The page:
Even if you’re not in the mood to go bowling (is that a thing?), it’s still worth going to this upscale bowling alley and cocktail bar for its burger made with aged, granulated short rib and chuck seared in beef fat then topped with Monterey jack, caramelized onions, and caper aioli on an Acme bun. Order one for yourself because just like in bowling, you won’t want to split it.
4505 Burgers & BBQ
If you’re gonna call a burger “The Best Damn Grass-Fed Cheeseburger,” it’d better actually be the best damn grass-fed cheeseburger, which 4505’s truly is (or at least one of the best) thanks in large part to the perfectly grilled grass-fed patty, effortlessly meltable Gruyère, secret sauce, and a buttery, grilled sesame and scallion bun. We don’t want to tell you what to do, but you can make it a double for four more bucks, and it would be a shame to pass up on an opportunity like that, don’t you think? Know before you go: Parking isn’t exactly easy in this neighborhood, and 4505 is counter service with heated outside seating only.
Even if you’re one of those San Franciscans who look down their noses at the Marina, a trip to Causwells for the Americana burger is well-worth putting those feelings aside for a couple of hours. The smash-style burger tastes like a sophisticated take on In-N-Out’s Double Double, but with way better ingredients and way more deliciousness. The double patties are made with beef from Five Dot Ranch, covered in American cheese, and then topped with lettuce, onion, lacto-fermented pickles, and a secret sauce, all on a seeded bun. You can add accouterments like avocado, bacon, and a fried egg, but you really don’t need any of it; this burger is perfect just the way it is.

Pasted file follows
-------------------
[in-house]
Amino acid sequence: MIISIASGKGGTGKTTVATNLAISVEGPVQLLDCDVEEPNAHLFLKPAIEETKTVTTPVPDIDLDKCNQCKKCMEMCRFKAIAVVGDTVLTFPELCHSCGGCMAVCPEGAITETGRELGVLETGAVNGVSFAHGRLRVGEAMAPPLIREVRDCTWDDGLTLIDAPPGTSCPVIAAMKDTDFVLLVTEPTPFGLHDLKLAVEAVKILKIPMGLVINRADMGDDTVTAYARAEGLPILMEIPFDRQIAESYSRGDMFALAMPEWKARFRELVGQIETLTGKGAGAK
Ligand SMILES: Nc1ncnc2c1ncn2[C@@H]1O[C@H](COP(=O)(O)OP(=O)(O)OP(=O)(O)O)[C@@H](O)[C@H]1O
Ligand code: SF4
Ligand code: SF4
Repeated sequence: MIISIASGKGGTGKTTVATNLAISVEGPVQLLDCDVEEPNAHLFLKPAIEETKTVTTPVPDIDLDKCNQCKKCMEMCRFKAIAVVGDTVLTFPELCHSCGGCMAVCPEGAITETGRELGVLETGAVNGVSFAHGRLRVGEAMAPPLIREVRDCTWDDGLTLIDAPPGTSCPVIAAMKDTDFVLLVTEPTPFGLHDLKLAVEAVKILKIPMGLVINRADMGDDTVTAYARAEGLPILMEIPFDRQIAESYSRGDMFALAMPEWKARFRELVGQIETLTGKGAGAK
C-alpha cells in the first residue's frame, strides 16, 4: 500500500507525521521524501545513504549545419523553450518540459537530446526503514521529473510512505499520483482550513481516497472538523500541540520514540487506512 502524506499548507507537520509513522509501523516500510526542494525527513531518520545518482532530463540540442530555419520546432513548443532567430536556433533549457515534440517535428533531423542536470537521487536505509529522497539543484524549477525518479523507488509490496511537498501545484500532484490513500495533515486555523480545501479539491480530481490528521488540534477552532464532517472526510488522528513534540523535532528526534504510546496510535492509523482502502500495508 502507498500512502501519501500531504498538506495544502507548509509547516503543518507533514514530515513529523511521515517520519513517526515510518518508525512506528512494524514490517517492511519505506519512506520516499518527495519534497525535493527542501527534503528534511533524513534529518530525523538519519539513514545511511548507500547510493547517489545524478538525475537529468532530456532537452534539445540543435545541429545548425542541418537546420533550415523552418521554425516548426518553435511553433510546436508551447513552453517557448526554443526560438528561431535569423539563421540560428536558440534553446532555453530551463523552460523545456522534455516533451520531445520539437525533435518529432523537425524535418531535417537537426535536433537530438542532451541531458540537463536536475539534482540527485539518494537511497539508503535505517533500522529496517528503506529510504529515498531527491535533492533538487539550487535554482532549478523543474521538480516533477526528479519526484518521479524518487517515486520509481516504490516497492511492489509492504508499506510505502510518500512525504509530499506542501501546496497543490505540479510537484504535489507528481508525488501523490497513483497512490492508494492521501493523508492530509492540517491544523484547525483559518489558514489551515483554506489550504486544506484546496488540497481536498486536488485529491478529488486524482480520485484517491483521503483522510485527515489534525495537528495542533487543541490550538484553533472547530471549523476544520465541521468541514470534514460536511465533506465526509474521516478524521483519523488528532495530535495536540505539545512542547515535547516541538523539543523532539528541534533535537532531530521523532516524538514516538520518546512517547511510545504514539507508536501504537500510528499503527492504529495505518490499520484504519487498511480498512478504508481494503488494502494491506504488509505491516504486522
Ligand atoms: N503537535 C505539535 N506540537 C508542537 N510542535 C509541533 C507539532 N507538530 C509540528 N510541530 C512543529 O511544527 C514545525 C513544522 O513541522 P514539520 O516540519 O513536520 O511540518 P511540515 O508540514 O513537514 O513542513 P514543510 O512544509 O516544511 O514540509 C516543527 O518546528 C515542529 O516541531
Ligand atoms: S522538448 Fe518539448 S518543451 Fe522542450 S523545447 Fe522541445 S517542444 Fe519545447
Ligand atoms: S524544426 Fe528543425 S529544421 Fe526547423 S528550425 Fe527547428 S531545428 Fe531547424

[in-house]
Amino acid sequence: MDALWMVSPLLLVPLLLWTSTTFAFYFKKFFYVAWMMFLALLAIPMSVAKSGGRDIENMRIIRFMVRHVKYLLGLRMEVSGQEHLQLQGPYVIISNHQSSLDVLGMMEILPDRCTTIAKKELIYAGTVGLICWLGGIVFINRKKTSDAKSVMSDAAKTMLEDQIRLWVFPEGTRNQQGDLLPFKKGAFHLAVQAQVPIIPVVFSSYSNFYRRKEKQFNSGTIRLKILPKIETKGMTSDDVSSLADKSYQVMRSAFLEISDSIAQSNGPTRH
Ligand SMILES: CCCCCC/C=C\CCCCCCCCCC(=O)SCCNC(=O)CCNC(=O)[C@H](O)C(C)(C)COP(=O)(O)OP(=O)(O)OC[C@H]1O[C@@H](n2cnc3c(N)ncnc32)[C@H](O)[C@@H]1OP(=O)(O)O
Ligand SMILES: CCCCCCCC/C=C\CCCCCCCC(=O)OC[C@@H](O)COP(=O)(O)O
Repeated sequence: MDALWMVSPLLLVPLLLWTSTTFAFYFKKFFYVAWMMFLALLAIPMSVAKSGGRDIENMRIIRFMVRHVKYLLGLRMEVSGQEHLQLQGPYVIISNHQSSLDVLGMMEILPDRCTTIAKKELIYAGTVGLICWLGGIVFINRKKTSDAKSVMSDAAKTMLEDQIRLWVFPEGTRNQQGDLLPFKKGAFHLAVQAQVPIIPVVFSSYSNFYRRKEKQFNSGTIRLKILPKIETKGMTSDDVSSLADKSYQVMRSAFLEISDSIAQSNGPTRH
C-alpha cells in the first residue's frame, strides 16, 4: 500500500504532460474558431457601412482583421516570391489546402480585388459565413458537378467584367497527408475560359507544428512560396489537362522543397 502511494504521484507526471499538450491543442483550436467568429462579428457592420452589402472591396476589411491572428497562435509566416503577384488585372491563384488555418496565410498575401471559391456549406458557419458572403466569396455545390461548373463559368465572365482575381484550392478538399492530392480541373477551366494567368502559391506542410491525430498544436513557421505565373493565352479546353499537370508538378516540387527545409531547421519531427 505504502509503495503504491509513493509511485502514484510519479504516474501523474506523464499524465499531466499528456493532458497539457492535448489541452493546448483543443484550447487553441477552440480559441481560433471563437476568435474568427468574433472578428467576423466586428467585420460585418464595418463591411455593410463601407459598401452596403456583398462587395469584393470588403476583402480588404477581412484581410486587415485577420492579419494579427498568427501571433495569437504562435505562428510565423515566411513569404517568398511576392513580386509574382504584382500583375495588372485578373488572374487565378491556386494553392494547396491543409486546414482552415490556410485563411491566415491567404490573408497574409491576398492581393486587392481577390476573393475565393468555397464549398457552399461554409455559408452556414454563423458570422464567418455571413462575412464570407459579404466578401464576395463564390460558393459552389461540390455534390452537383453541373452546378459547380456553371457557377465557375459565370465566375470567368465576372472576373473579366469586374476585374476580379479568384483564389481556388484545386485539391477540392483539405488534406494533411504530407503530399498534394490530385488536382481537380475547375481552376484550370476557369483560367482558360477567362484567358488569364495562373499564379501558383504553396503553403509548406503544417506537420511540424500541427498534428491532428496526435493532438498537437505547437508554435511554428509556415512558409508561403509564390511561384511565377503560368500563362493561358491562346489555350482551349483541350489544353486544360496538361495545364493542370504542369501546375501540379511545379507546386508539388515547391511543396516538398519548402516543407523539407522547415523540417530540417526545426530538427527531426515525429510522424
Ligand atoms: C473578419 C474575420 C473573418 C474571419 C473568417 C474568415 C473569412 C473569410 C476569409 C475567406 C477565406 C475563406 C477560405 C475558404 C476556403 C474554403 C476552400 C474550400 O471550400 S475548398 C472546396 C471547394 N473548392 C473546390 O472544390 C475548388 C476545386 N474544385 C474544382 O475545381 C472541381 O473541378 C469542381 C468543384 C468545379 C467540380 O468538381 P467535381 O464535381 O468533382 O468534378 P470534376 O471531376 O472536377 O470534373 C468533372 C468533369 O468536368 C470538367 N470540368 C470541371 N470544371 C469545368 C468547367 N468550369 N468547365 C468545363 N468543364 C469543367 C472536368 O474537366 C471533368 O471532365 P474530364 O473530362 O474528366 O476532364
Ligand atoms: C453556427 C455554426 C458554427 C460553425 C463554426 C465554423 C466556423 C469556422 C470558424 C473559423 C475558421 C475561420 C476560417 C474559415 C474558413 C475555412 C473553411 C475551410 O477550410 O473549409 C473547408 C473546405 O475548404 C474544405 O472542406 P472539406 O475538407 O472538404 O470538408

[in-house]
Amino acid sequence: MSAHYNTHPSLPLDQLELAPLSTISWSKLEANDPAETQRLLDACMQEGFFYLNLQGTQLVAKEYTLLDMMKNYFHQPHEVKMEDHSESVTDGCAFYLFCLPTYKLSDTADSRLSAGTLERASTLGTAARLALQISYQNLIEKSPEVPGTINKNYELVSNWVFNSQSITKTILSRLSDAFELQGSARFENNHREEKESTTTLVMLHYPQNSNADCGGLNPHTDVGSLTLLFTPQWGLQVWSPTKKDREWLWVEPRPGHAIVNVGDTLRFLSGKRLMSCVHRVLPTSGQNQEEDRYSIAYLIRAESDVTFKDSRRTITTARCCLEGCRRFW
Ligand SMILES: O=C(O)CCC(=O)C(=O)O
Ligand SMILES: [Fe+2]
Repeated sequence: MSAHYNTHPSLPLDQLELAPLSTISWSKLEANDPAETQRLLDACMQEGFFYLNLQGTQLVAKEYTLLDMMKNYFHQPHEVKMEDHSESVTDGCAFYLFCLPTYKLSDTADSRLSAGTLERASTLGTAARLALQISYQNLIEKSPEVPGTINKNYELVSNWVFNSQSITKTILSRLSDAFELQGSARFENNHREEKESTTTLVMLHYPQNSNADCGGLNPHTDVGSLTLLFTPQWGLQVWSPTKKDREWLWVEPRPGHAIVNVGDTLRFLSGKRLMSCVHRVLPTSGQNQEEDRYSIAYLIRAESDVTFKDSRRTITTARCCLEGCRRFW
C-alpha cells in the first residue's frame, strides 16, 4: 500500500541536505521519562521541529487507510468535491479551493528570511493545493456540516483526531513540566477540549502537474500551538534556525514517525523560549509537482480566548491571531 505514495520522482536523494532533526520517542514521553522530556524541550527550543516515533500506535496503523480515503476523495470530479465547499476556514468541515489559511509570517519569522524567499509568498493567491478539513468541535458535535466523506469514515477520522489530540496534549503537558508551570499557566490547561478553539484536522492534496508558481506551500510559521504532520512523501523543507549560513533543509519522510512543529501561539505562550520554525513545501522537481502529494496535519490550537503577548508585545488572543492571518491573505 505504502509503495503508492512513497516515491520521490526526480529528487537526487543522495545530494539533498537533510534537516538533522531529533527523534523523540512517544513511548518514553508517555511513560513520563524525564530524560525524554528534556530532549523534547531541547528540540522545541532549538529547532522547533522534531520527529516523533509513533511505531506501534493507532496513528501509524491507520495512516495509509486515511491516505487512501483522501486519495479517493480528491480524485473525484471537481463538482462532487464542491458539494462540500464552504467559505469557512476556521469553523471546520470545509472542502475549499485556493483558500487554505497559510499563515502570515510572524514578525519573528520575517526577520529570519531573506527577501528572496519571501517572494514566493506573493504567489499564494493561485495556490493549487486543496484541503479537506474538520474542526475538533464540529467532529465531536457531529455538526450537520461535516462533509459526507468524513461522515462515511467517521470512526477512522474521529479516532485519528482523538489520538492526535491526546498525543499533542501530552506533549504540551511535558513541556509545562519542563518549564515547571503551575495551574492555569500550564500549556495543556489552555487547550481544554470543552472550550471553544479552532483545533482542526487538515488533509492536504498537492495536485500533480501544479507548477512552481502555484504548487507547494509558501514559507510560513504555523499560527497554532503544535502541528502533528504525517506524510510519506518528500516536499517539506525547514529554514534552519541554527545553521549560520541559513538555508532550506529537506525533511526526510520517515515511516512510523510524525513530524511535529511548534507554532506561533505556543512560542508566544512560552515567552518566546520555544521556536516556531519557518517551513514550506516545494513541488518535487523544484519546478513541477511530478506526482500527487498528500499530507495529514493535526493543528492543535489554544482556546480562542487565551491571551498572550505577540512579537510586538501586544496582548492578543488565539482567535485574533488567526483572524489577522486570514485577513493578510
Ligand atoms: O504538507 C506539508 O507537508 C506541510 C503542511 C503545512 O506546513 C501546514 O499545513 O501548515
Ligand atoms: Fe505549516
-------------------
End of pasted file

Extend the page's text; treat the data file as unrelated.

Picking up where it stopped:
Gott's Roadside in the Ferry Building does a juicy double cheeseburger exactly the way a juicy double cheeseburger should be done—nothing too flashy, just one-third pound Niman Ranch Angus beef patties cooked medium well with American cheese, lettuce, tomatoes, pickles, and secret sauce, all on a toasted egg bun. (Or in a lettuce wrap or a gluten-free bun if you prefer.) Gott’s also has a bunch of other tasty burgers with extravagant toppings, like the California burger that comes with a fried egg, Cowgirl Creamery’s Wagon Wheel cheese, Zoe’s bacon, arugula, balsamic onions, and mayo, and the Kimchi burger with a fried egg, kimchi, American cheese, Zoe's bacon, and spicy gochujang mayo, but the classic double is the one we go back to time and time again. (Not eating meat? Gott’s also has a veggie burger and Impossible Burger patties.) Gott’s is counter service and has tables inside and out.